The other interesting thing Dutta does is to present the life of a courtesan along the lines of the lives of more “normal peopleâ€?. When Umrao comes back home after performing her first mujra, her caretakers (played by Himani Shivpuri and Kulbhushan Kharbanda) rejoice in her success, the way parents would when their child returns from a first day at work. And when she loses her virginity to a customer, it’s in a room decorated with flowers as a shehnai wails in the background. (The marriage/suhaag raat overtones are unmistakable.) Then there’s a scene that has Abhishek nursing his heartbreak with a pal, and if we were to replace the wine and the goblets with beer and beer mugs, it could be a moment out of any heartbroken man’s life today. And Dutta lays out his song sequences so that they mirror the happenings in Umrao’s life – when she’s introduced to the outside world, it’s through the number Salaam, and when she asks her lover (Bachchan) not to accuse her of unfaithfulness, it’s to the strains of Jhoothe ilzaam, and so on. These point-counterpoint mujras work so well that when a conventional duet shows up, it feels ridiculous; we didn’t really need a number where Aishwarya twirls around in slow motion and her dupatta flails about as bougainvilleas fall prettily all around.

But at some point, Umrao Jaan grinds to a halt and never quite recovers – and that’s as Dutta decides to showcase the romance between Nawab Sultan and Umrao. There’s something about Abhishek that makes him tough to buy as a red-blooded Pathan; despite the gruff manner and the scruffy beard, he appears too callow for the part. And Dutta spends a disproportionate amount of time on these scenes making you wonder why such a fabled beauty as Umrao never danced for others. So okay, maybe she fell in love with Nawab Sultan, but doesn’t her profession demand that she dance for pretty much anyone who shows up with a fat enough purse? Dutta does bring in other customers (like Faiz), but not before he establishes that Umrao had this One Great Love, and these parts aren’t terribly convincing (or maybe it’s the pairing that isn’t convincing). Far more interesting are the intrigues involving the other dancers (Divya Dutta, Ayesha Jhulka) who have to contend with Umrao’s mighty shadow. I’d have liked to see more of the politics in the kotha, especially since the director hints at undercurrents and never quite develops those threads satisfactorily. (He also throws us a few scenes involving the British occupation of Lucknow; again, very halfhearted and underscripted ones.)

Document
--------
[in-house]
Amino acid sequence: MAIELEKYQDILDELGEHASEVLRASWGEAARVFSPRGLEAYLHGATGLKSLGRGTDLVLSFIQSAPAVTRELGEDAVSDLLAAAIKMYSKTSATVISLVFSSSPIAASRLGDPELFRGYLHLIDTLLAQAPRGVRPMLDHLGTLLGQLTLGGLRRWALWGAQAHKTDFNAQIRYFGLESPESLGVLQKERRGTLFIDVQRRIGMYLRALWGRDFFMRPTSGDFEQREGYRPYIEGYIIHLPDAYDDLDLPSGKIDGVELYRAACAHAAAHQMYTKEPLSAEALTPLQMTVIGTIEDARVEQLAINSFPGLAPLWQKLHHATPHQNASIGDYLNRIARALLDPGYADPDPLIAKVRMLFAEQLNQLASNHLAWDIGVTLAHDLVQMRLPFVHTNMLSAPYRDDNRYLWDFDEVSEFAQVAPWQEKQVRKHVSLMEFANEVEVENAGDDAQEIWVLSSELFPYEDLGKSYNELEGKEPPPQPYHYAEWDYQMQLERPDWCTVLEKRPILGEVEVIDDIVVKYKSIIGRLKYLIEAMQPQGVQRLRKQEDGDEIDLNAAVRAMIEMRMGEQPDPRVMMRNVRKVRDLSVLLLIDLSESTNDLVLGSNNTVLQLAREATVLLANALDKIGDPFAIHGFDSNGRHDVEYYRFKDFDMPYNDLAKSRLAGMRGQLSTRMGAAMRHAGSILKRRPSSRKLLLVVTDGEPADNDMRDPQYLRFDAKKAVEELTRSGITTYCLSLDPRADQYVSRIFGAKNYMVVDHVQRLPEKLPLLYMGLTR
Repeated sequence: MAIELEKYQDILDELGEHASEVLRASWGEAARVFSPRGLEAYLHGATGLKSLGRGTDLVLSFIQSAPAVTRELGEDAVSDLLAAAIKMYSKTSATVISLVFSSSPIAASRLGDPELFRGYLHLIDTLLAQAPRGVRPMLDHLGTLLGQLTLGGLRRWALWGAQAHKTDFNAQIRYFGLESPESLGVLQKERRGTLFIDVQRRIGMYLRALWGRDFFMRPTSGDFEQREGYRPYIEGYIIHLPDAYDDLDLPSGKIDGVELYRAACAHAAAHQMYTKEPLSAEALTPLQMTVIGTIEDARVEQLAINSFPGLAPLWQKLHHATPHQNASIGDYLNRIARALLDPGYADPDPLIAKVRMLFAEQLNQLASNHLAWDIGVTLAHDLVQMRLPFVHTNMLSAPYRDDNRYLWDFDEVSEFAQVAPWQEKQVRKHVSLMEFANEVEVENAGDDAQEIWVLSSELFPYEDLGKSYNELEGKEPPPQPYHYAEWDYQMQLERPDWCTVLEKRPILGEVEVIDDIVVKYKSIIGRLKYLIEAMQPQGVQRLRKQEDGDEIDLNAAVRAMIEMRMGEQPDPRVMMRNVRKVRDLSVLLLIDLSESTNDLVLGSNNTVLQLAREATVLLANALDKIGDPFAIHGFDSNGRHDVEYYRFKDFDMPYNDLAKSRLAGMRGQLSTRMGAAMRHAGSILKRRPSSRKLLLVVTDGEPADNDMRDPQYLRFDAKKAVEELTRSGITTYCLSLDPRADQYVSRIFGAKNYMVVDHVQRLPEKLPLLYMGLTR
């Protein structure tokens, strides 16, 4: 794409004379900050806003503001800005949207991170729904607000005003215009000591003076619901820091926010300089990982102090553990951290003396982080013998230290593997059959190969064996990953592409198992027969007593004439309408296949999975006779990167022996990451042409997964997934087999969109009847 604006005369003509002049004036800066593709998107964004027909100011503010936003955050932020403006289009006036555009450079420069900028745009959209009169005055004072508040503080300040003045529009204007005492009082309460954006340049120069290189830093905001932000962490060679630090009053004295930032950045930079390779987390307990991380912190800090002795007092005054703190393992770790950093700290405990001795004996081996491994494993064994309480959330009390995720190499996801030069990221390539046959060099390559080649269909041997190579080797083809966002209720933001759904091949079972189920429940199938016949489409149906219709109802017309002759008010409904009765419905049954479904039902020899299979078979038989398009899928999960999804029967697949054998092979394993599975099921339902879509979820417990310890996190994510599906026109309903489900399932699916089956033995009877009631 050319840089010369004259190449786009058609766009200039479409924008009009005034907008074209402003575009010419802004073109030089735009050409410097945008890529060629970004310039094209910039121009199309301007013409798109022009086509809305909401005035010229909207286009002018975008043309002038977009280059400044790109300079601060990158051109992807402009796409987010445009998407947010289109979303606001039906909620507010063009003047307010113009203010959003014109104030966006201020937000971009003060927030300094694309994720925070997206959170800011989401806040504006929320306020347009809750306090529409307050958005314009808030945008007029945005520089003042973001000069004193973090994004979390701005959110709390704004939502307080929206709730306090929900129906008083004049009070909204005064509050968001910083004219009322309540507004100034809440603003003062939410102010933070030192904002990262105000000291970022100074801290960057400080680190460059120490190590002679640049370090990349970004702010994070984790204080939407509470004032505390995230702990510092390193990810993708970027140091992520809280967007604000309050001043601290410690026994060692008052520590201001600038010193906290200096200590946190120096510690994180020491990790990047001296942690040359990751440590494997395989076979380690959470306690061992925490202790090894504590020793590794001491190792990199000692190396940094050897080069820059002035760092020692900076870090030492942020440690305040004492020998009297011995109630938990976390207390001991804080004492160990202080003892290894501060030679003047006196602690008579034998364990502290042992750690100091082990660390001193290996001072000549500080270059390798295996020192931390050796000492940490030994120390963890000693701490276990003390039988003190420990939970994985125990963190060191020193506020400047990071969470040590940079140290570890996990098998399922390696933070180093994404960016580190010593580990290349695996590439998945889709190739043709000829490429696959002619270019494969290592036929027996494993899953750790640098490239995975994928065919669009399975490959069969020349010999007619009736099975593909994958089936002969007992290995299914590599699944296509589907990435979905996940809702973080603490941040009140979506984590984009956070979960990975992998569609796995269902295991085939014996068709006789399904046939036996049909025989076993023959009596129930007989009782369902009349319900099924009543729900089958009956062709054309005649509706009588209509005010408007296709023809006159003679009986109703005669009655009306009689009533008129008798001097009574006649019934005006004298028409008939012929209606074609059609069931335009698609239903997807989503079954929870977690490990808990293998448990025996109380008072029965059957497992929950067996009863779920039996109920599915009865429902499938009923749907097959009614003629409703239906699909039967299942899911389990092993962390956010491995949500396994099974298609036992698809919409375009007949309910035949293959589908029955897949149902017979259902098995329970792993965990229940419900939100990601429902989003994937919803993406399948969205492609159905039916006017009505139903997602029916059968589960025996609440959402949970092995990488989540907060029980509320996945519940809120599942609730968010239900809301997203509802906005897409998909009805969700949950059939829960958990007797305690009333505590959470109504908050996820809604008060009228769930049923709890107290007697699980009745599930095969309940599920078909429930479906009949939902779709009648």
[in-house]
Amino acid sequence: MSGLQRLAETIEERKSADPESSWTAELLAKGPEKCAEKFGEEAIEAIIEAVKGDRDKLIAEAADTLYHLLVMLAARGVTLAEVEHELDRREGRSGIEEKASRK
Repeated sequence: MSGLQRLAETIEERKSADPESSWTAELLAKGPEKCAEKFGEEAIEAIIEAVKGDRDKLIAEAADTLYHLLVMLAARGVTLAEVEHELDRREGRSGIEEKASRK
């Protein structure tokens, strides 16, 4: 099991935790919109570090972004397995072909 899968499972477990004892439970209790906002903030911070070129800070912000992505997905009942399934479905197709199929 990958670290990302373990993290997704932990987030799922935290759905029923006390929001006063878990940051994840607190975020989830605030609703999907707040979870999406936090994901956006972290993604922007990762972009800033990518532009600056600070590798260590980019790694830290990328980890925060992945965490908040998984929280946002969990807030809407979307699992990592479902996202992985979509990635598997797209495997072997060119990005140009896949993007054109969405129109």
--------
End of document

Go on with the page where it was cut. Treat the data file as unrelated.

Umrao Jaan begins as the story of a worldly-wise courtesan and it ends as the story of a world-weary courtesan, which is why the middle portions that try to paint her as just another doe-eyed ingénue in love – and in just another against-all-odds love story – feel strained. They depict far too conventional a romance, and I think Dutta got so carried away with his star-wattage footage – somewhat understandably, for a leisurely-paced costume drama with a truckload of ghazals doesn’t exactly scream box-office smash – he had to edit out portions that might have added more continuity. When Umrao stumbles on a leper towards the end, I had to strain to remember who he was and if he had appeared at all earlier in the movie. And then there’s the out-of-nowhere device of Umrao narrating her tale to… someone. If that’s the conceit that’s framing the narrative, shouldn’t Dutta have established it earlier on? Still, there’s something to be said for a beautifully mounted period piece that gives us an all-too-rare peek into a now-gone culture, not exactly dissimilar to today’s entertainment industry. Watch how the young Ameeran wants to run away to her mother and father, but changes her mind when bribed with silks and jewels and the prospect of fame! Even then, the lure of showbiz was clearly all too powerful.

Copyright ©2006 The New Sunday Express

Posted in: Cinema: Hindi